By 2016, most of us understand the value of social media in the job search.
Although LinkedIn is still the front runner for professional networking, Twitter is quickly proving itself a leading tool for hiring talent. Fortune 500 companies and those following their lead are increasingly using Twitter as a recruitment tool. Because Twitter has seen an increase in the number of people using the platform for job search and recruiting, a number of Fortune 500 companies such as AT&T and Disney have created separate accounts specifically for recruitment purposes (@attJOBS, @TWDCjobs for example).
A 2015 study by recruiting software buyer resource Software Advice looked at 50 of these handles to see how Fortune 500 companies are using Twitter for recruiting. They then paired their findings with a survey of current job seekers, in order to find out the most effective ways to engage talent on social media.
In addition, 45% of job seekers report that they use Twitter, compared to 40% who use LinkedIn, according to 2014 research from Job Vite. The same research also points to an increased interest in Twitter for recruitment even two years ago, with 73% of companies reporting a focus on increasing social network recruitment.
There is a large market of job seekers that companies can tap into, with 45% of workers reporting that they will switch jobs if the right position comes along, according to a 2015 study by Job Vite. That doesn’t even include those already looking for their next opportunity.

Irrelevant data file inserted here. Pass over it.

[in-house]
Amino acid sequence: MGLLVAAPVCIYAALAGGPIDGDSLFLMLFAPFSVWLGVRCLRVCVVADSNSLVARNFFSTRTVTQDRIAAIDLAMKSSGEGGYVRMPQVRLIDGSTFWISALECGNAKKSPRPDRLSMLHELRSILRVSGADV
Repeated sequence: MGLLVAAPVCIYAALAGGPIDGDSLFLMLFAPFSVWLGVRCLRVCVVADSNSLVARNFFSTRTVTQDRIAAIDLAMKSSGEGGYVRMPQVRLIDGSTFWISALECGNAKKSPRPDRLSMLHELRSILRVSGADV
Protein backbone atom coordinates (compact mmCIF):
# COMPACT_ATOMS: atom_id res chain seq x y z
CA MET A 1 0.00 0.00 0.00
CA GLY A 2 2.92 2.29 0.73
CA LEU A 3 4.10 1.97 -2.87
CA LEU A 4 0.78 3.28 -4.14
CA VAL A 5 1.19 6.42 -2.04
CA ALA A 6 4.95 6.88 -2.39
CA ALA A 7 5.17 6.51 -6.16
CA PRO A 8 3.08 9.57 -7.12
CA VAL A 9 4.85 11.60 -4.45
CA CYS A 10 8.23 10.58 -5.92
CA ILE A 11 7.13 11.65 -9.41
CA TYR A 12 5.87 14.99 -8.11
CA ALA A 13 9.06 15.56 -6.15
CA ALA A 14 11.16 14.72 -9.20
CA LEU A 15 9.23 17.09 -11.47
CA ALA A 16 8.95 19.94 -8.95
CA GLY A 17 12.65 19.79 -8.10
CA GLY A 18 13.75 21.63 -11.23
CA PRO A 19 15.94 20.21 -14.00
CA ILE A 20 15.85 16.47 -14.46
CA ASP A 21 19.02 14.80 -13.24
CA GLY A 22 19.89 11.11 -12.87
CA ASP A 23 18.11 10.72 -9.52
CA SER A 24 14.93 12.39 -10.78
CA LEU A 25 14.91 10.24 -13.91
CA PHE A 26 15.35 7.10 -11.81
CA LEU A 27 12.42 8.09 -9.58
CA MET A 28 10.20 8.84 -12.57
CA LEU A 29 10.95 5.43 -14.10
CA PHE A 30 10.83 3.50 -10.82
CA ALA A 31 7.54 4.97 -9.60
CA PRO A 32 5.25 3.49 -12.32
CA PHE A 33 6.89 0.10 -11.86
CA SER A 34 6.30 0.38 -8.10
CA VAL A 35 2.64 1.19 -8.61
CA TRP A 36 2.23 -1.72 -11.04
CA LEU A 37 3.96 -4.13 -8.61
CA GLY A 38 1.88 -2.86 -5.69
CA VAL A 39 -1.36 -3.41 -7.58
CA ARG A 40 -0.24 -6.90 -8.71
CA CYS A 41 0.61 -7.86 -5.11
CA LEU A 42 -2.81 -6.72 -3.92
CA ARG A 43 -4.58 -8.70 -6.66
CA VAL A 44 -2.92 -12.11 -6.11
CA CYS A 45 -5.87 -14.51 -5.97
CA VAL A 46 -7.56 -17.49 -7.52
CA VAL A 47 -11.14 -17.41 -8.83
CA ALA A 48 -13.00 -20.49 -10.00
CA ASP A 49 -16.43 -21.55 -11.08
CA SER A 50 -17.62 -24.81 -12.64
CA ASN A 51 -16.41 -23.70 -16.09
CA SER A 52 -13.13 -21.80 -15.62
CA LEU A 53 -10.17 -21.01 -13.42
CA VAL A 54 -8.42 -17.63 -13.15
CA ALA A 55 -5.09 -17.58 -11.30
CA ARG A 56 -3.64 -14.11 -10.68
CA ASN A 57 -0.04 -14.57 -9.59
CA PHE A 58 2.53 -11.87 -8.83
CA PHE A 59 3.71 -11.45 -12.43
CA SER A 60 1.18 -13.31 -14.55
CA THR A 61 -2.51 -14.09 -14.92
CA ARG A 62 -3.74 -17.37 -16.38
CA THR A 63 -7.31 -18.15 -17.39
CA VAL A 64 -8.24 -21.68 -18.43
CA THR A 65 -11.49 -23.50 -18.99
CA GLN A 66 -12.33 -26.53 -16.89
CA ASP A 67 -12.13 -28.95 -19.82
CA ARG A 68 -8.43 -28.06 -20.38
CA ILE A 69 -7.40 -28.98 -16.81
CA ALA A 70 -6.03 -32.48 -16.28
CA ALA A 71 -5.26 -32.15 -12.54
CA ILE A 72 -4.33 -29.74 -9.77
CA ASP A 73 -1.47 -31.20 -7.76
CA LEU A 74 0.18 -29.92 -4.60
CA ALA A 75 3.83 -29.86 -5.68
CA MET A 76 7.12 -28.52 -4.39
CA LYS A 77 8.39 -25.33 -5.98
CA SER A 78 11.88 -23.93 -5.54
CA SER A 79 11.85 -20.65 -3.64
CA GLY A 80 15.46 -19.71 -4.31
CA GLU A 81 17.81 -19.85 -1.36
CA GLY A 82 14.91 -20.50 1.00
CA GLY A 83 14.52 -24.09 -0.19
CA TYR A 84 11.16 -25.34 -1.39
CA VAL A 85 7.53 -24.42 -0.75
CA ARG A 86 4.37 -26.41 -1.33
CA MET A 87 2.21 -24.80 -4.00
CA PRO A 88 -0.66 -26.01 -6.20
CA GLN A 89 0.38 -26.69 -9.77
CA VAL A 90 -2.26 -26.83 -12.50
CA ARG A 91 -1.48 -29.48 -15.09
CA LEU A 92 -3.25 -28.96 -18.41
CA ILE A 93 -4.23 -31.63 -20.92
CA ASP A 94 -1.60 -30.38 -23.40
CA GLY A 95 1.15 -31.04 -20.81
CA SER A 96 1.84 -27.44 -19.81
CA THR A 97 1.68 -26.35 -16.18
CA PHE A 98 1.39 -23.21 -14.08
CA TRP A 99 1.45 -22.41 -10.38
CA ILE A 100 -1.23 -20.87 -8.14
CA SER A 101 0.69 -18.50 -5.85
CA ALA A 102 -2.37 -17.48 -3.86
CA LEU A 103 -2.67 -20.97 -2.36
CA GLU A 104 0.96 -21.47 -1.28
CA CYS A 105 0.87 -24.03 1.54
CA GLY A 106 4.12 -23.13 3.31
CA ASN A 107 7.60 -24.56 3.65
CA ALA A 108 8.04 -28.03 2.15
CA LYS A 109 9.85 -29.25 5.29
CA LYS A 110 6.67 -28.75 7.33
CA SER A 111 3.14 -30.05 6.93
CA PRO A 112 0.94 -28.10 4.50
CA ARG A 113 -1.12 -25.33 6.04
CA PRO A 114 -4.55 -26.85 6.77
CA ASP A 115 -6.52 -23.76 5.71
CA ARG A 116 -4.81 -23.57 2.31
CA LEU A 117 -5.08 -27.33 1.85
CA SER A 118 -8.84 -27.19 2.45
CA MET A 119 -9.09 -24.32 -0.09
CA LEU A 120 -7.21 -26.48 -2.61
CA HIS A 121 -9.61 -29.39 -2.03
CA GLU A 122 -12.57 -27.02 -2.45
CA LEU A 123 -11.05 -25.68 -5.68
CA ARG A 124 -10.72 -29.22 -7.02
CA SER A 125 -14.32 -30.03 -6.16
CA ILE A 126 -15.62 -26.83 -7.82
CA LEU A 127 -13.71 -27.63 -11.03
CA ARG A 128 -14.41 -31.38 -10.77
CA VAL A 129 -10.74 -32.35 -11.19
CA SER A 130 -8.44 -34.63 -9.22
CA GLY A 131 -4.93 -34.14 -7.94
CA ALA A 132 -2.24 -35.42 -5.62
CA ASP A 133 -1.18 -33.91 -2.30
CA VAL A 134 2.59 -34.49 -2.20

Progressive Insurance, for example, has found success reaching job seekers through Twitter chats. “We got some people who started following us, following the hashtag and engaging in the conversation, and one of them actually has just recently applied for a position,” Mary Foley, IT hiring manager at the company, told Job Vite.
As noted above, a rising number of companies have made the decision to create standalone Twitter handles for recruitment purposes, in response to the growing number of Twitter users logging in to check out job openings. In some cases, companies also recruit through their primary accounts. By June 2015, 174 of the 500 companies on Fortune’s list (35%) had an active company-level Twitter account dedicated to recruiting.
One of Twitters most useful features for expanding reach and engagement is the hashtag, and it would appear that Fortune 500 are engaged here as well, with 78% of sample tweets from the Software Advice study including a hashtag, 46% of which were brand specific (e.g. #GEjobs).
Although only 34% of job seekers say they use Twitter to search for job-related hashtags, it is still good practice for companies to include them and job seekers to use them. Using generic hashtags (e.g. #marketingjobs) means that a company’s content will be discovered by users searching for that term or phrase, and as a job seeker you won’t miss anything.
Twitter is an ideal platform for job search and professional networking, and results from the Software Advice survey found that 58% of respondents have used Twitter for job-seeking purposes in the last six months. As a job seeker, if you are not using Twitter, you are potentially missing a lot of opportunities.
Not only is Twitter useful for seeking job opportunities from companies and recruitment agencies sharing their current vacancies with their networks, but it also allows individuals to check out a company of interest ahead of applying for a job with them. You should use Twitter a part of your job search; 76% said that they look at company profiles, while 55 % follow companies they want to work for.